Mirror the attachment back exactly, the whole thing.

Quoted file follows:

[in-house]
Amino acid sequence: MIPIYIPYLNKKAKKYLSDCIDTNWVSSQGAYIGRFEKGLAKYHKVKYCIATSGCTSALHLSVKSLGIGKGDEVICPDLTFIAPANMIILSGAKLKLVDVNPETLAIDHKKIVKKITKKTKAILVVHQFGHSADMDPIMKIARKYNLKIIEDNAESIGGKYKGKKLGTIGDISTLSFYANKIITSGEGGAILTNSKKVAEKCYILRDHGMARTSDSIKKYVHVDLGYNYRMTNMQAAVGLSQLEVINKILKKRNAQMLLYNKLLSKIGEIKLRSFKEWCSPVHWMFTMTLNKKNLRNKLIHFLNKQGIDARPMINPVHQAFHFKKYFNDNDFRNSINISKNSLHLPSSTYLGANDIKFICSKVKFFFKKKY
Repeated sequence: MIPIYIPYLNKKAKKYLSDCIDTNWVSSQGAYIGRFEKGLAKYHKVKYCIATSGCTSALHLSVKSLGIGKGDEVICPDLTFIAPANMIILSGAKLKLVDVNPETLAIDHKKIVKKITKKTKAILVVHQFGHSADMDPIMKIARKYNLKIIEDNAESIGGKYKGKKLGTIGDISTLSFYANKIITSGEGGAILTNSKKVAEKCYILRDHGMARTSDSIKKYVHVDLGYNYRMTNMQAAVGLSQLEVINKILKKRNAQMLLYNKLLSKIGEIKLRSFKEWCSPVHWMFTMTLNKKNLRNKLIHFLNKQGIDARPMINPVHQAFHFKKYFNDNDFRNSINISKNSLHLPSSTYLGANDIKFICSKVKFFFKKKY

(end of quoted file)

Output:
[in-house]
Amino acid sequence: MIPIYIPYLNKKAKKYLSDCIDTNWVSSQGAYIGRFEKGLAKYHKVKYCIATSGCTSALHLSVKSLGIGKGDEVICPDLTFIAPANMIILSGAKLKLVDVNPETLAIDHKKIVKKITKKTKAILVVHQFGHSADMDPIMKIARKYNLKIIEDNAESIGGKYKGKKLGTIGDISTLSFYANKIITSGEGGAILTNSKKVAEKCYILRDHGMARTSDSIKKYVHVDLGYNYRMTNMQAAVGLSQLEVINKILKKRNAQMLLYNKLLSKIGEIKLRSFKEWCSPVHWMFTMTLNKKNLRNKLIHFLNKQGIDARPMINPVHQAFHFKKYFNDNDFRNSINISKNSLHLPSSTYLGANDIKFICSKVKFFFKKKY
Repeated sequence: MIPIYIPYLNKKAKKYLSDCIDTNWVSSQGAYIGRFEKGLAKYHKVKYCIATSGCTSALHLSVKSLGIGKGDEVICPDLTFIAPANMIILSGAKLKLVDVNPETLAIDHKKIVKKITKKTKAILVVHQFGHSADMDPIMKIARKYNLKIIEDNAESIGGKYKGKKLGTIGDISTLSFYANKIITSGEGGAILTNSKKVAEKCYILRDHGMARTSDSIKKYVHVDLGYNYRMTNMQAAVGLSQLEVINKILKKRNAQMLLYNKLLSKIGEIKLRSFKEWCSPVHWMFTMTLNKKNLRNKLIHFLNKQGIDARPMINPVHQAFHFKKYFNDNDFRNSINISKNSLHLPSSTYLGANDIKFICSKVKFFFKKKY